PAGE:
Unearthing a buried identity: Georgia professor fights for federal recognition of nearly lost Mississippi tribe
Published 11:06 am Wednesday, July 24, 2019
“You just tell everybody you’re white. You’ll have less trouble.”
Growing up, that is what Amanda Ealy’s mom told her whenever she asked what they were. Her racial heritage was shrouded in secrecy. No one would talk about it.
“You can look at my dad and tell he’s definitely not a white man, but he wouldn’t talk about it either,” said Ealy, now 51. “He would say, ‘We don’t discuss that.’ We weren’t allowed to talk about our color.”
That “color” was Native American, an identity that for generations has been stolen from Ealy’s people, either by society mislabeling them or by Ealy’s people choosing to suppress their identity in an attempt to escape the hostile racism and prejudice in their homeland of southern Mississippi.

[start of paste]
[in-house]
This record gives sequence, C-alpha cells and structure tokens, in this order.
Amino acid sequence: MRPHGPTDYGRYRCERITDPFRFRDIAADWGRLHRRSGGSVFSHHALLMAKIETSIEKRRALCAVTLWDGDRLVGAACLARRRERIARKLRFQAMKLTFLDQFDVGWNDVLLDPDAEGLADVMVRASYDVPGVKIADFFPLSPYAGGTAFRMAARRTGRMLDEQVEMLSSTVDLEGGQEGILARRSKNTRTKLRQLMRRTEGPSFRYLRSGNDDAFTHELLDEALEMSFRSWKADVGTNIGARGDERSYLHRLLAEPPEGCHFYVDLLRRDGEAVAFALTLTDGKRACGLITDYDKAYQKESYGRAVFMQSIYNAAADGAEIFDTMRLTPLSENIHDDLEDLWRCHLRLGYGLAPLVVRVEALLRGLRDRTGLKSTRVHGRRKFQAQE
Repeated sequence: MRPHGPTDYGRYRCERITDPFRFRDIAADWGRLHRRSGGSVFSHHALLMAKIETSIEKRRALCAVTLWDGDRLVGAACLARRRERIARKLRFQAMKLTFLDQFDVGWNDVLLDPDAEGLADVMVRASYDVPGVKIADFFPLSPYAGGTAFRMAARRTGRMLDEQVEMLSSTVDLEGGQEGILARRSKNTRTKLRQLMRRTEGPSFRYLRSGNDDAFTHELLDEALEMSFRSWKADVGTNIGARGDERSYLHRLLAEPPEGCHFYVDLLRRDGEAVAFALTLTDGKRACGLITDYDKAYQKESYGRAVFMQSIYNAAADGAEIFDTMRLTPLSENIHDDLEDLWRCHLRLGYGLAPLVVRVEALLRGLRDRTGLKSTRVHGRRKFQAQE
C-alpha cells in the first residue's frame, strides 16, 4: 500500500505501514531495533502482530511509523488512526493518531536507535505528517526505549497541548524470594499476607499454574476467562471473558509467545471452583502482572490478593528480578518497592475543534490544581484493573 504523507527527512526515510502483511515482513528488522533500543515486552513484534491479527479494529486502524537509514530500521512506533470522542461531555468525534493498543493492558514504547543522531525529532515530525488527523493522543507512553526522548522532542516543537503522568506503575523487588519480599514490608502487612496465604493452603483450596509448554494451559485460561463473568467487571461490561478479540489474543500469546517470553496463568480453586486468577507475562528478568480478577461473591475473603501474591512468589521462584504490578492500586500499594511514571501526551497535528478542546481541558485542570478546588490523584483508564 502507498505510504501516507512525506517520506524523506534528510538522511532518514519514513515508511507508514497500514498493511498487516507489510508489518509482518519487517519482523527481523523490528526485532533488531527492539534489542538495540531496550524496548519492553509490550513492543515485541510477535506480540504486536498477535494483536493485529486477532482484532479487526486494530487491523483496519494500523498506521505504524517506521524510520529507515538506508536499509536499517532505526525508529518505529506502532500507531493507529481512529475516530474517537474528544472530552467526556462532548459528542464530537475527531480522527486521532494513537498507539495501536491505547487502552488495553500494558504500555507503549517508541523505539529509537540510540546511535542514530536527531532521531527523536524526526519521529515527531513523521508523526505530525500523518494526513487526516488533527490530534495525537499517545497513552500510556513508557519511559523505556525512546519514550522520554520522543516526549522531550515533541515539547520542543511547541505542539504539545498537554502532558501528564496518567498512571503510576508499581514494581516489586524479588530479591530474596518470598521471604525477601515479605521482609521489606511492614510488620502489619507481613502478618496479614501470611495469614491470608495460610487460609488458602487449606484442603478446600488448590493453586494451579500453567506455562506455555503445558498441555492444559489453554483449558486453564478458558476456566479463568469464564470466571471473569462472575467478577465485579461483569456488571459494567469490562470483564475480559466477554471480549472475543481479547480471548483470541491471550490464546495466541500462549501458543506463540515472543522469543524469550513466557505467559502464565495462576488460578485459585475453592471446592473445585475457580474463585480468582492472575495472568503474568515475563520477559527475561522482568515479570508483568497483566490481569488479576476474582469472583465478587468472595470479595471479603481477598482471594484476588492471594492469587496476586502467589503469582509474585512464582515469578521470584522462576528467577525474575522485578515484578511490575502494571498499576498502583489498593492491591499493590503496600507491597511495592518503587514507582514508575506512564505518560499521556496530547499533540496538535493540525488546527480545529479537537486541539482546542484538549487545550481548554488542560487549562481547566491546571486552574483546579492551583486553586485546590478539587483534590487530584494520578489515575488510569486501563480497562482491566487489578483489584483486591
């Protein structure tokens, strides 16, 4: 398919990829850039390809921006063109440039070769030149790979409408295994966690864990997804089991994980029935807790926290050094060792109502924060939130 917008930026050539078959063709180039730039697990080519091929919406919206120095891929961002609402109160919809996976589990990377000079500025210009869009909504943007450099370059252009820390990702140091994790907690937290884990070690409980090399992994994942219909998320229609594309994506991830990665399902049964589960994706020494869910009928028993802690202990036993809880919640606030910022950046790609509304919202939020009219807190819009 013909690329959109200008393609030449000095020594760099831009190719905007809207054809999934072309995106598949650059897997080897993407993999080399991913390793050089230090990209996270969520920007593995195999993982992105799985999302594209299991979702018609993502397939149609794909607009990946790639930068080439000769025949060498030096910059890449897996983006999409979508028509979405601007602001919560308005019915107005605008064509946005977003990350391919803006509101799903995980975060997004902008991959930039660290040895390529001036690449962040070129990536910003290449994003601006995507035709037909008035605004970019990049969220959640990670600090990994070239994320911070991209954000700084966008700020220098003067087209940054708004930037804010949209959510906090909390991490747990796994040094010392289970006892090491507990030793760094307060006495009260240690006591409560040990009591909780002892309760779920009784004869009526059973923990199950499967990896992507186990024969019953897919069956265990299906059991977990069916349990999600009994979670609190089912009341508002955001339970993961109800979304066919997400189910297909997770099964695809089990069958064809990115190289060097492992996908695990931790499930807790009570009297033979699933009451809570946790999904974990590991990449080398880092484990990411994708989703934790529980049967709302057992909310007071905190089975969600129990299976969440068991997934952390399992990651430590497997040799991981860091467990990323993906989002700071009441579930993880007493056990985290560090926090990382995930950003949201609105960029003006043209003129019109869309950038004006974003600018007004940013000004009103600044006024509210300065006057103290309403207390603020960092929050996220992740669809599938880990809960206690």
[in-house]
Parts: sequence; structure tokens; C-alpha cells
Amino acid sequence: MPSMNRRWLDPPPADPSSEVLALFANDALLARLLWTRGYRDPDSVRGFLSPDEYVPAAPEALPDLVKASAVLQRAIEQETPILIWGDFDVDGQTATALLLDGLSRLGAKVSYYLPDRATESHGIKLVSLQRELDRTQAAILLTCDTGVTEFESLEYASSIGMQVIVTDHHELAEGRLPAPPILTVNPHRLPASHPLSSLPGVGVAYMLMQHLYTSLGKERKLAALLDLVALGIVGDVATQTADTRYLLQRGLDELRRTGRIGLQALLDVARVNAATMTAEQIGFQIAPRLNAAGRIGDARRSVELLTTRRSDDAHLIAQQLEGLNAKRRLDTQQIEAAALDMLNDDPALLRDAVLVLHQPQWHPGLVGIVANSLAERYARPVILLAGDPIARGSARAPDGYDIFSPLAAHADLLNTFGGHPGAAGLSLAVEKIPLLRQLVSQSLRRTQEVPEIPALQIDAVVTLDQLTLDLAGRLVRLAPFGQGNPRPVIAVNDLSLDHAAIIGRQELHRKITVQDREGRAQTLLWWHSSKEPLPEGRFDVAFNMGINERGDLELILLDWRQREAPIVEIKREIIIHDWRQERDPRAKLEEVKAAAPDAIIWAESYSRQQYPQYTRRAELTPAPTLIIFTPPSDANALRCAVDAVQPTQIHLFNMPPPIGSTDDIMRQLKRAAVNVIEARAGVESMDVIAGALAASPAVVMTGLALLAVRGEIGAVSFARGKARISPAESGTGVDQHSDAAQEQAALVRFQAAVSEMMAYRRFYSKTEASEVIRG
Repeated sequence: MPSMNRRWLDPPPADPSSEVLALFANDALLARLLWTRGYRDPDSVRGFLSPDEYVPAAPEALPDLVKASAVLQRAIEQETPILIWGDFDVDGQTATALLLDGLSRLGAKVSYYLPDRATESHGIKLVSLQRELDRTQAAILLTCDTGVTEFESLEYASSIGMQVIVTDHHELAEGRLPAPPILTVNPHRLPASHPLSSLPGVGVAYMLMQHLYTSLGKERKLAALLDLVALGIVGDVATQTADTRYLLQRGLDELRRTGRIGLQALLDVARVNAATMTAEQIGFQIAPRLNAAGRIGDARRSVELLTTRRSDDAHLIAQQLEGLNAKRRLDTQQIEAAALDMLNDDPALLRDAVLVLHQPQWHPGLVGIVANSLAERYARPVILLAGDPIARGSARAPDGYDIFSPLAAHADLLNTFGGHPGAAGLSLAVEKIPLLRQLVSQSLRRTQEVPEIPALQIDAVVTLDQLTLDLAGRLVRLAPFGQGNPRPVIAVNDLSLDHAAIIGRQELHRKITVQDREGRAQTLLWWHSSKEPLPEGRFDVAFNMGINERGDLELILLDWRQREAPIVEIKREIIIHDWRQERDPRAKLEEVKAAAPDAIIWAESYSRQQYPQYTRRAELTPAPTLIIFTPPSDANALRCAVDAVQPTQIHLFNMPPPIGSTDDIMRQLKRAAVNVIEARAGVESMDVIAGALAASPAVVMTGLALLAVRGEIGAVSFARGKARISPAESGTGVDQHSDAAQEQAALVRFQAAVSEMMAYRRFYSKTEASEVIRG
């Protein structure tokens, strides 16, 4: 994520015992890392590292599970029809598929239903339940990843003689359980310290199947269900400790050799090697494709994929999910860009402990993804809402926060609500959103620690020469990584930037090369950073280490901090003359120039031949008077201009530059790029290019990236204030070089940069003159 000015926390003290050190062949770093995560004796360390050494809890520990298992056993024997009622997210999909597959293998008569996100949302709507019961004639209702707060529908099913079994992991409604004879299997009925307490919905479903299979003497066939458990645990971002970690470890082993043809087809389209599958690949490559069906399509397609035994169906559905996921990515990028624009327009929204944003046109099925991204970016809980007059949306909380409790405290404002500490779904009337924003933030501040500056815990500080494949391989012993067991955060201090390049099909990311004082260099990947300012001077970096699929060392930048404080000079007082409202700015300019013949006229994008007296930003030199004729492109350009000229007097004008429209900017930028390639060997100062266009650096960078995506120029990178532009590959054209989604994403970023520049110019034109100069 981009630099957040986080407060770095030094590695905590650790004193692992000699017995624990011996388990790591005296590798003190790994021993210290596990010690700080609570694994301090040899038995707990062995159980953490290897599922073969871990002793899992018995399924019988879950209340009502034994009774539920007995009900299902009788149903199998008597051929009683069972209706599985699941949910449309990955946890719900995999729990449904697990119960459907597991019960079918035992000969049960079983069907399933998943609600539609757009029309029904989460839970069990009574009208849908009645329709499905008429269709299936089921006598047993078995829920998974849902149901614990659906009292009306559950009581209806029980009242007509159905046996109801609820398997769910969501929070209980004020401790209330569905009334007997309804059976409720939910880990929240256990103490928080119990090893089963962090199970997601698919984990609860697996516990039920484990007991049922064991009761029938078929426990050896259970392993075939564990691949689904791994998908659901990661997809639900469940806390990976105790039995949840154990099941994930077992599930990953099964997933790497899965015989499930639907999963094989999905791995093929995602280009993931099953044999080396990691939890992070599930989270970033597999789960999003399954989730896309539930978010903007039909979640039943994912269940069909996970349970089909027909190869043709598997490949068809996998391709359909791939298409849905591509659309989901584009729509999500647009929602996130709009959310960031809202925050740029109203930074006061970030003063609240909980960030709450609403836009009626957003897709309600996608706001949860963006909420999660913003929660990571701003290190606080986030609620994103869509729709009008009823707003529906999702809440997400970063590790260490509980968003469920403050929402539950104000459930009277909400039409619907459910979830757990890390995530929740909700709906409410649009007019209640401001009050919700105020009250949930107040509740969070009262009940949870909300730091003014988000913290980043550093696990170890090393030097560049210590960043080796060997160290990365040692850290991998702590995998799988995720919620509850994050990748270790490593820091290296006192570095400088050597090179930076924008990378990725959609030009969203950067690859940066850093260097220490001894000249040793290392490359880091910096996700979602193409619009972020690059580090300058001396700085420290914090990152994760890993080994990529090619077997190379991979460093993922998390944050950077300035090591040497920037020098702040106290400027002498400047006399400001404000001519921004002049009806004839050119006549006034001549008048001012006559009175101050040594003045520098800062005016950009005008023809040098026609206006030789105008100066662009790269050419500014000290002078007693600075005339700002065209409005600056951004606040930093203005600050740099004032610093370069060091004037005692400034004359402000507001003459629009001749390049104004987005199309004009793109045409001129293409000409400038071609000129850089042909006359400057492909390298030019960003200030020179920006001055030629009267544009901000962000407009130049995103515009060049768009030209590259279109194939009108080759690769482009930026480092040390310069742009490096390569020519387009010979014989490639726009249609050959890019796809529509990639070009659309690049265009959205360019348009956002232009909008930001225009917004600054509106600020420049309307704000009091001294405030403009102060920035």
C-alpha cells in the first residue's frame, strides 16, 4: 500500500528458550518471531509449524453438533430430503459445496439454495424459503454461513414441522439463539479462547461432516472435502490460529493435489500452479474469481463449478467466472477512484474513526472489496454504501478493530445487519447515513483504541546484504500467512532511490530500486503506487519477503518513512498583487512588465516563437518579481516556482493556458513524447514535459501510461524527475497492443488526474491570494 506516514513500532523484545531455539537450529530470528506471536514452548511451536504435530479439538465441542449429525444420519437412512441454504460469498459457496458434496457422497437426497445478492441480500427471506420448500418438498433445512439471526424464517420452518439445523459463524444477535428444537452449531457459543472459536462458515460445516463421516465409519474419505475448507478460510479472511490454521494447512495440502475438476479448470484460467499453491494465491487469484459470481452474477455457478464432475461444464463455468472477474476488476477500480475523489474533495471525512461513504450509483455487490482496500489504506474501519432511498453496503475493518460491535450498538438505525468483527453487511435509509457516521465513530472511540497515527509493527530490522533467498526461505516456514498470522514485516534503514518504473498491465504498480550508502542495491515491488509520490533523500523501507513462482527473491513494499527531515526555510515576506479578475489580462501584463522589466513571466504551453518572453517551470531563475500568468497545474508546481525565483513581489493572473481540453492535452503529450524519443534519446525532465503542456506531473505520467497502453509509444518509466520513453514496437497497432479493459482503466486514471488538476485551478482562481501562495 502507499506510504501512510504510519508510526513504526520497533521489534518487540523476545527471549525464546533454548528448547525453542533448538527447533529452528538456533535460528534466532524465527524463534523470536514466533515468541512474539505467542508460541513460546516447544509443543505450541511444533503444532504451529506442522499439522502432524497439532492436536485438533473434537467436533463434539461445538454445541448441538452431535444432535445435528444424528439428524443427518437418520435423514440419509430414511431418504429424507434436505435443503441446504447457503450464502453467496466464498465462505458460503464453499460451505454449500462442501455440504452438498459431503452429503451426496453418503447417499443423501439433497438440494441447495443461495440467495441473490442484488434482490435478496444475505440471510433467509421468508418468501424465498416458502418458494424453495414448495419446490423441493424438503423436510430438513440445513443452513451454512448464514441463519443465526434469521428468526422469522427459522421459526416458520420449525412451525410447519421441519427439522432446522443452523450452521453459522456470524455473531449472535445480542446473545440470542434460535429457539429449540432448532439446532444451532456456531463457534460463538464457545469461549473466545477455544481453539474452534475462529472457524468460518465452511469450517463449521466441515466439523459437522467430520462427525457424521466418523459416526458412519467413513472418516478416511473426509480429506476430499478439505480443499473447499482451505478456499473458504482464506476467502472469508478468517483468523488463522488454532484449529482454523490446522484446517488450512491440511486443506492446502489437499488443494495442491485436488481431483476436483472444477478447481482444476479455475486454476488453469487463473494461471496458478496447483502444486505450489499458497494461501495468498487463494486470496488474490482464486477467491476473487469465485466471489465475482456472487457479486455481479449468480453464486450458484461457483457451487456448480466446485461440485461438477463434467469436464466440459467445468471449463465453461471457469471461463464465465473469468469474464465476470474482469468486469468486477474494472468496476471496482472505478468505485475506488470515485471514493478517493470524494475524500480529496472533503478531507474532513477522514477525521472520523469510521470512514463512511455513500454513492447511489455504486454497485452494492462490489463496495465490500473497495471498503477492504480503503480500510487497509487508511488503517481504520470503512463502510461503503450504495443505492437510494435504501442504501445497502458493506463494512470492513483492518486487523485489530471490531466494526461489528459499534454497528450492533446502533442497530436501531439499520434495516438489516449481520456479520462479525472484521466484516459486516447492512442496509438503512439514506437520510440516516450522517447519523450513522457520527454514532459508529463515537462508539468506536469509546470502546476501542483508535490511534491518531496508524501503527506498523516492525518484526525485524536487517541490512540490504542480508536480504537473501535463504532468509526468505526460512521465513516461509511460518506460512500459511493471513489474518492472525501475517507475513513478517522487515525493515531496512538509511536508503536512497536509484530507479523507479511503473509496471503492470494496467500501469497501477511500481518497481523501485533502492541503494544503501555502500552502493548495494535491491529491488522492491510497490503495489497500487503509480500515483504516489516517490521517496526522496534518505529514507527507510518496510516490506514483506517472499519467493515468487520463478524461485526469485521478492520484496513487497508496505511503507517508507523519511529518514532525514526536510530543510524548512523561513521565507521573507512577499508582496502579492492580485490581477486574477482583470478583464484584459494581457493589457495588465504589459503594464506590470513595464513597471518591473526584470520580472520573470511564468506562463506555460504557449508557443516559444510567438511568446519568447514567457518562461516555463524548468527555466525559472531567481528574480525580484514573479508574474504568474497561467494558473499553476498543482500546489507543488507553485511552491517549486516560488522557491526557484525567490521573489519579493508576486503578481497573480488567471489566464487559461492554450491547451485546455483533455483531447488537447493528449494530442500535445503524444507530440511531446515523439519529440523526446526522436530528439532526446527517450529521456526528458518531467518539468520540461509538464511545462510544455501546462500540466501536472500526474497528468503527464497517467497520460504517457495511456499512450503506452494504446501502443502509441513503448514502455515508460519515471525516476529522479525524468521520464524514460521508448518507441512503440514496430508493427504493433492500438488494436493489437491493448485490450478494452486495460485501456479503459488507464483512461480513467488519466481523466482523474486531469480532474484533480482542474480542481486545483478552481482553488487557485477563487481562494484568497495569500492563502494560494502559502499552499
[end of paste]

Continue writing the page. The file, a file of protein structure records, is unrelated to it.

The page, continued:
Ealy is part of the Pascagoula River Tribe, named after the body of water that winds through southeast Mississippi. Her people have lived in that area since at least 200 A.D. Now her contemporary tribe of around 900 people is in the thick of the monumental task of trying to get officially recognized by the federal government.
Recognition means the establishment of a government-to-government relationship between the United States and the tribe, acknowledging the tribe as a sovereign entity. It means access to better healthcare, education, and jobs for a tribe that is mostly blue collar and impoverished as a result of being relegated to the lowest rungs of society for hundreds of years.